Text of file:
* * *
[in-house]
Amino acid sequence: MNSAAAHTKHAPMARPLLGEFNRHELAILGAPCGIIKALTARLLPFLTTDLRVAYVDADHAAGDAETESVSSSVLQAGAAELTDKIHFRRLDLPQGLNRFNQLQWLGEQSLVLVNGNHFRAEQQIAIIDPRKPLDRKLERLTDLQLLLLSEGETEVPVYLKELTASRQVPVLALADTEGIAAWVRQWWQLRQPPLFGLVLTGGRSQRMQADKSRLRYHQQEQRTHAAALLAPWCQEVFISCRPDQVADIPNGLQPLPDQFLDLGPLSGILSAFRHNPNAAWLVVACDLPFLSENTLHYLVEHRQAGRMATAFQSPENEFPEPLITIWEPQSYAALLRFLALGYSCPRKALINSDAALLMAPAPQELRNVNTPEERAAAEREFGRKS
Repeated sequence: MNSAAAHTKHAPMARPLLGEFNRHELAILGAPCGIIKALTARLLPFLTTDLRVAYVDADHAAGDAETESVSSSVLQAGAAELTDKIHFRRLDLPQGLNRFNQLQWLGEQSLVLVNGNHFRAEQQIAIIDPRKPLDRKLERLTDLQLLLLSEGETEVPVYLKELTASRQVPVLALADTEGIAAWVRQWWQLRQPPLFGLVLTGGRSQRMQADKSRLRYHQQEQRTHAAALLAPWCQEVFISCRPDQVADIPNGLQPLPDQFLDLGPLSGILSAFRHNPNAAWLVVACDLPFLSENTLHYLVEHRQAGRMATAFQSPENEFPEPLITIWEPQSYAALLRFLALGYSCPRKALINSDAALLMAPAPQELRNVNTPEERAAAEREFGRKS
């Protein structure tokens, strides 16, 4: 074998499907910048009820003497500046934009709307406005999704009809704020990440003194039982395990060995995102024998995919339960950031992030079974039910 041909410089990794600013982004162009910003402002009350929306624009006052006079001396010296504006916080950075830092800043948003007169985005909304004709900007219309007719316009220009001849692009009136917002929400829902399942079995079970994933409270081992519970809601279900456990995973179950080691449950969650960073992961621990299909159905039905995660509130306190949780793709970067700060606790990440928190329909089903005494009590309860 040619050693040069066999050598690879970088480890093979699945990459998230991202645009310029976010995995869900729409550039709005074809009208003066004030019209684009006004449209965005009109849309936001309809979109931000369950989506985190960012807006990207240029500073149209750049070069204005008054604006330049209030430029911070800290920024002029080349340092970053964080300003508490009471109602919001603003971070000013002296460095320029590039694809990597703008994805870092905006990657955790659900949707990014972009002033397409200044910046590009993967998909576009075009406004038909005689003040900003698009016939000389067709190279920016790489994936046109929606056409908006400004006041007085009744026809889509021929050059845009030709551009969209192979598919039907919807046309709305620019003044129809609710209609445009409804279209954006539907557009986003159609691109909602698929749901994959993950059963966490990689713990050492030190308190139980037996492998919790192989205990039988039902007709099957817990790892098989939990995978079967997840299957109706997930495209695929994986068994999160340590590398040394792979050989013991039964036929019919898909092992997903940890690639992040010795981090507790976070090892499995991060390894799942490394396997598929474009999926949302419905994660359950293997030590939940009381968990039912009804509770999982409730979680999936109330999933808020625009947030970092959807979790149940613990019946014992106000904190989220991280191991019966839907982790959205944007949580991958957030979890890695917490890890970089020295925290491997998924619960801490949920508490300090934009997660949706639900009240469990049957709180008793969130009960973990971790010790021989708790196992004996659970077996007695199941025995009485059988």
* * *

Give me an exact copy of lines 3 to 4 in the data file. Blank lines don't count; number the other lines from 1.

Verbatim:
Repeated sequence: MNSAAAHTKHAPMARPLLGEFNRHELAILGAPCGIIKALTARLLPFLTTDLRVAYVDADHAAGDAETESVSSSVLQAGAAELTDKIHFRRLDLPQGLNRFNQLQWLGEQSLVLVNGNHFRAEQQIAIIDPRKPLDRKLERLTDLQLLLLSEGETEVPVYLKELTASRQVPVLALADTEGIAAWVRQWWQLRQPPLFGLVLTGGRSQRMQADKSRLRYHQQEQRTHAAALLAPWCQEVFISCRPDQVADIPNGLQPLPDQFLDLGPLSGILSAFRHNPNAAWLVVACDLPFLSENTLHYLVEHRQAGRMATAFQSPENEFPEPLITIWEPQSYAALLRFLALGYSCPRKALINSDAALLMAPAPQELRNVNTPEERAAAEREFGRKS
């Protein structure tokens, strides 16, 4: 074998499907910048009820003497500046934009709307406005999704009809704020990440003194039982395990060995995102024998995919339960950031992030079974039910 041909410089990794600013982004162009910003402002009350929306624009006052006079001396010296504006916080950075830092800043948003007169985005909304004709900007219309007719316009220009001849692009009136917002929400829902399942079995079970994933409270081992519970809601279900456990995973179950080691449950969650960073992961621990299909159905039905995660509130306190949780793709970067700060606790990440928190329909089903005494009590309860 040619050693040069066999050598690879970088480890093979699945990459998230991202645009310029976010995995869900729409550039709005074809009208003066004030019209684009006004449209965005009109849309936001309809979109931000369950989506985190960012807006990207240029500073149209750049070069204005008054604006330049209030430029911070800290920024002029080349340092970053964080300003508490009471109602919001603003971070000013002296460095320029590039694809990597703008994805870092905006990657955790659900949707990014972009002033397409200044910046590009993967998909576009075009406004038909005689003040900003698009016939000389067709190279920016790489994936046109929606056409908006400004006041007085009744026809889509021929050059845009030709551009969209192979598919039907919807046309709305620019003044129809609710209609445009409804279209954006539907557009986003159609691109909602698929749901994959993950059963966490990689713990050492030190308190139980037996492998919790192989205990039988039902007709099957817990790892098989939990995978079967997840299957109706997930495209695929994986068994999160340590590398040394792979050989013991039964036929019919898909092992997903940890690639992040010795981090507790976070090892499995991060390894799942490394396997598929474009999926949302419905994660359950293997030590939940009381968990039912009804509770999982409730979680999936109330999933808020625009947030970092959807979790149940613990019946014992106000904190989220991280191991019966839907982790959205944007949580991958957030979890890695917490890890970089020295925290491997998924619960801490949920508490300090934009997660949706639900009240469990049957709180008793969130009960973990971790010790021989708790196992004996659970077996007695199941025995009485059988």